At the same time, Guarini's Arcadia is not Eden, still less Dante's Paradiso; rather, it bears a distinct imprint of the very milieu with which it is intended to contrast. In the first place, it is a flawed and out-of-joint world, a land on which a curse has been laid down. Second, it is not exempt from a number of human foibles, among them scorn, jealousy, hatred, lust and intrigue. Last, and perhaps most significantly, it seethes with that most powerful and poignant of late-Renaissance passions, namely unrequited love, while simultaneously affording ample scope for various star-crossed lovers to enmesh themselves in its toils. This creates a titillating, slightly voyeuristic quality to Pastor Fido which must have contributed hugely to its contemporary popularity.
Not surprisingly, those qualities that would have appealed so much to the beau monde of the North Italian courts were greeted with shock and outrage in other quarters; indeed, Pastor Fido enjoyed something of a succès de scandale. Even before the first publication of the work, an extensive and often tendentious polemic arose. Its detractors raised two objections: first, that Pastor Fido was an uncouth hybrid that overturned dramatic conventions and flouted the classical unities; and second (and more ominously for its author), that the work was lewd and morally offensive. One contemporary critic opined - one wonders if he spoke from personal experience - that the language of Pastor Fido "would cause even the public prostitutes to blush," while another asserted that he had heard that two well-bred young women, upon reading the work, "had straightaway proceeded to set up a brothel in their home." (Guarini responded vigorously and in kind to his detractors, and does not seem to have suffered any serious consequences from their accusations.)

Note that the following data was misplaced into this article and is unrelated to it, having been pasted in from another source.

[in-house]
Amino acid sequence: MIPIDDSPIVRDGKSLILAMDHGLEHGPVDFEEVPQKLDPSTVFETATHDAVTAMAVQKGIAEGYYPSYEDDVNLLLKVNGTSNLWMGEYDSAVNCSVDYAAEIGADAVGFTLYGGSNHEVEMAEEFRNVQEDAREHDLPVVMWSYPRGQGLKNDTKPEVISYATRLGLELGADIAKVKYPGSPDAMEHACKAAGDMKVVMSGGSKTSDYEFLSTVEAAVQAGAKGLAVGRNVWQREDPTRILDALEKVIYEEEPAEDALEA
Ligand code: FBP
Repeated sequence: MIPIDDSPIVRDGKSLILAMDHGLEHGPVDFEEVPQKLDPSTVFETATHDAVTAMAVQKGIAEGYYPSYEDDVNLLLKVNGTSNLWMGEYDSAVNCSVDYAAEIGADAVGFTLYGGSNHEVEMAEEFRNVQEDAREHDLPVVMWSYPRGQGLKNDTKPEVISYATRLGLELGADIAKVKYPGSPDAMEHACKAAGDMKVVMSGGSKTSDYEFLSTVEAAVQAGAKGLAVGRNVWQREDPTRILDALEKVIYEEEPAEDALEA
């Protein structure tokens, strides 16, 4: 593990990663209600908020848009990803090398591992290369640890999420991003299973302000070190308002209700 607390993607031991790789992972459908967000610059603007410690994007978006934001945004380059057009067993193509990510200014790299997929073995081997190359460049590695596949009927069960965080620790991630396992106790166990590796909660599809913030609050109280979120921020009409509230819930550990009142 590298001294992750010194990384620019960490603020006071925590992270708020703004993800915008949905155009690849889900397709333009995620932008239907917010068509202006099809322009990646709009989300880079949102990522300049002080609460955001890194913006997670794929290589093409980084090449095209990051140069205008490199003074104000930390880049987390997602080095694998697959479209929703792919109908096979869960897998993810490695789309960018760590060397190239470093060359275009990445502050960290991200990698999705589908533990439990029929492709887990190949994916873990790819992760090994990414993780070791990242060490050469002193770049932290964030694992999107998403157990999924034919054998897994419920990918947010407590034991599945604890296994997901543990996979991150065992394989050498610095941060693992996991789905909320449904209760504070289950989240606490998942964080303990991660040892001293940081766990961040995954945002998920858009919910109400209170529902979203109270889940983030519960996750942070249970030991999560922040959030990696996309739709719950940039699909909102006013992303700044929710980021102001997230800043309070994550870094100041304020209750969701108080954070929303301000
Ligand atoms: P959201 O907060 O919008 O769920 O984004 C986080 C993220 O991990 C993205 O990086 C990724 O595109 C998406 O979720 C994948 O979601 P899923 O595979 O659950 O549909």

From the jaded perspective of the 21st century, one might wonder what all the fuss was about. However, it seems clear that some critics were disturbed by the degree of freedom accorded to the denizens of Arcadia - particularly the womenfolk - in choosing objects of their affection; in falling in and out of love; and in giving vent to, and acting on, their emotions and amorous impulses.
Turning now to the performance aspects, the sheer size and complexity of Pastor Fido must have presented daunting challenges as to how the work might be staged as simple drama, let alone as drama with music and dance. Yet the available evidence indicates that it was performed repeatedly, and that some form of "multi-media" rendition was indeed what the author intended. In his copious notes to the 1602 edition, Guarini makes reference to a staged version that included the Gioco della Cieca ("game of blind-man's buff") dance, with music by Luzzaschi and choreography by one Leone hebreo (both now lost), and also provides extensive directions for the execution of four pantomime "intermezzi" to be performed between the acts.